Updated: Mar 23, 2021
This article was originally published by Jennifer Shennan on 15 March 2021. Click here to view the original article.
Jennifer Shennan | 15 March 2021
This was an evening of triumph on several levels. Transfigured Night is the first of six concerts in Chamber Music New Zealand’s nationally touring programme for 2021. Audiences in ten cities will have the chance to witness a performance of light and colour, wit and freedom, deep beauty and poignant poetry, of music and dance making love. We don’t often get to watch that, and we won’t forget it.
The New Zealand String Quartet have earlier worked with choreographer Loughlan Prior in various projects, and their mutual trust and shared excitement is apparent in every quaver and quiver. That is what will have given lift-off to this project.
The Ides of March was the day Team Emirates New Zealand won two spectacular races in the America’s Cup series, in boats that fly above the water and turn slow pirouettes in high attitude—even those who know nothing about yachting can see that. The Fowler Centre is not a proscenium theatre space and it’s a challenge to stage dance there (it’s where in 1988 Nureyev performed, which proved a mistake). Here though a great triangular sail, white silk with patterns of colour, designed by dancer William Fitzgerald, is back lit and suspended high above the stage—an inspiration to preface the performance and shape the space.
The opening work was the premiere of a composition, I Danced, Unseen, by Tabea Squire. Laura Saxon Jones enters first, to silence—a curious creature, a lithe and hungry fox perhaps, who sniffs out and inspects the music stands and scores, what is all this about? what are these music scores? can you eat them? Hilarious. The whimsy and teasing continue as the musicians enter, wearing similar costumes as the three dancers, all of them echoing the patterns on the sailcloth overhead. There are naughty interferences from the dancers to the players and their instruments, but these musos are staunch, could play blind, and it would take a lot more than choreographed mosquitoes to throw them. It’s a darling and fun-filled opener.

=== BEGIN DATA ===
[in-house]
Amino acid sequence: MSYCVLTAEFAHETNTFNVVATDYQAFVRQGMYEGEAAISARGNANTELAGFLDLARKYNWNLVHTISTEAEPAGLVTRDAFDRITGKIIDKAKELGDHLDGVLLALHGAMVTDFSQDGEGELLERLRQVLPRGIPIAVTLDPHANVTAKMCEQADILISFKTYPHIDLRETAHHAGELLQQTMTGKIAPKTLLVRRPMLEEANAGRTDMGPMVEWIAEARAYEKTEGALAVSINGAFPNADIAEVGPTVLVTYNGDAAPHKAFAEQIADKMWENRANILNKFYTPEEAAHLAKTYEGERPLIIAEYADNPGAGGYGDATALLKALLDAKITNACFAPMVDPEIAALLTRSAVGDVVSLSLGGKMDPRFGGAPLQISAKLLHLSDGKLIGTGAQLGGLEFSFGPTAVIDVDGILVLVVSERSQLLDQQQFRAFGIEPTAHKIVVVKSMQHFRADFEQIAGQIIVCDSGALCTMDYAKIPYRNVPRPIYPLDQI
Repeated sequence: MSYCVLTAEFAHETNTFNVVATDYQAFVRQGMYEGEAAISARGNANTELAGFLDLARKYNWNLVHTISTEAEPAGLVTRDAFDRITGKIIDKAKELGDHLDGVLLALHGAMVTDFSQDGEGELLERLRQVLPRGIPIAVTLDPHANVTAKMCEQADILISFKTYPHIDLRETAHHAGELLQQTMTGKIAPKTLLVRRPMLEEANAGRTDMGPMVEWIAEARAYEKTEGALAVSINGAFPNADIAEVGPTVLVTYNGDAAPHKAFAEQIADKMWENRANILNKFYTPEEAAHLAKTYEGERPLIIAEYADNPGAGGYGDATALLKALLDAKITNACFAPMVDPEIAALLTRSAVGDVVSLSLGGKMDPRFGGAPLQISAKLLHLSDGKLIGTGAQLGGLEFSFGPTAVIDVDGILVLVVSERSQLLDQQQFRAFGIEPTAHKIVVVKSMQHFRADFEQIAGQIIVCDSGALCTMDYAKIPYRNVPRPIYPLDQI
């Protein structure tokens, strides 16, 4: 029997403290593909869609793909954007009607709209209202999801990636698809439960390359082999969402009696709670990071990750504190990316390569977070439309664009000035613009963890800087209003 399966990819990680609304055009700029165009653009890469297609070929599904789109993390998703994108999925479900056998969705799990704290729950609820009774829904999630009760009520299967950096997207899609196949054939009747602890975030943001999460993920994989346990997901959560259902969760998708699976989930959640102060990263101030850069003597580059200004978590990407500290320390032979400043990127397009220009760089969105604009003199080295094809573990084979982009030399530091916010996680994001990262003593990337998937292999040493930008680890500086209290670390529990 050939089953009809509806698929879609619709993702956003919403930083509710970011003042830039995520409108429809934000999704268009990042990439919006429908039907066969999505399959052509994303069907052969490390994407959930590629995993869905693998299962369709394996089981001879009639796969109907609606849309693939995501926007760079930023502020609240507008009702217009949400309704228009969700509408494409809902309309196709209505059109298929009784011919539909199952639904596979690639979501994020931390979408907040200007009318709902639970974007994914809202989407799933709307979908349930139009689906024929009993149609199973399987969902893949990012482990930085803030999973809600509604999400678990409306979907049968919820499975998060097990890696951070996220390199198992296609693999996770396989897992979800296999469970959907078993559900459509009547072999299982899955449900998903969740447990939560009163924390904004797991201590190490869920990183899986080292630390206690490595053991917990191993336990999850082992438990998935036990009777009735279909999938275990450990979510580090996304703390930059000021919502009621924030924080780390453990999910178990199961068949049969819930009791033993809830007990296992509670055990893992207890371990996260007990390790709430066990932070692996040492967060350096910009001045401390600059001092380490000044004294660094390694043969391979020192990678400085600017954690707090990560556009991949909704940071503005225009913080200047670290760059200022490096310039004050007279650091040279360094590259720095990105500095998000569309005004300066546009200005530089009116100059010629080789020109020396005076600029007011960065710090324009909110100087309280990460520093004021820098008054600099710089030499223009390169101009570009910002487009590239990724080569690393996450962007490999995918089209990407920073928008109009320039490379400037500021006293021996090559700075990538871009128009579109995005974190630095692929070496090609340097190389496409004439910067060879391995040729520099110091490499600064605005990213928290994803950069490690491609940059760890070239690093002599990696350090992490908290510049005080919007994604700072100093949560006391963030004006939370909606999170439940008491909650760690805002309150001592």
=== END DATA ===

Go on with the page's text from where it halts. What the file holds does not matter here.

The Dvorak String Sextet in A major, op.48, was superbly played, and the dancers continued in similar vein to find places in the music where they could actively, passively, openly or surreptitiously involve themselves. The three dancers had a million moves, yet the choreographic vocabulary and style were refreshingly free from clichés of ballet so often seen displayed elsewhere ‘just because we can’. They danced as individuals with personality and spirit, and the freedom that conveyed to the audience seemed liberating. Hardened chamber music followers with little prior exposure to dance may possibly have found it distracting from the music they have long known and loved well, but not those around me who giggled and applauded and loved it, as indeed did I. It was a commedia dell’arte romp, full of cheer and light, with inspired little fragments of Hungarian folk dance, dumka and czardas, caught in the many nimble rhythm and tempo changes. Two of those repeated movement motifs carried me back decades to pas and port de bras of the little Russian dance in RAD’s Grade 5 ballet syllabus I have loved ever since 1957, happy and grateful for the reminder.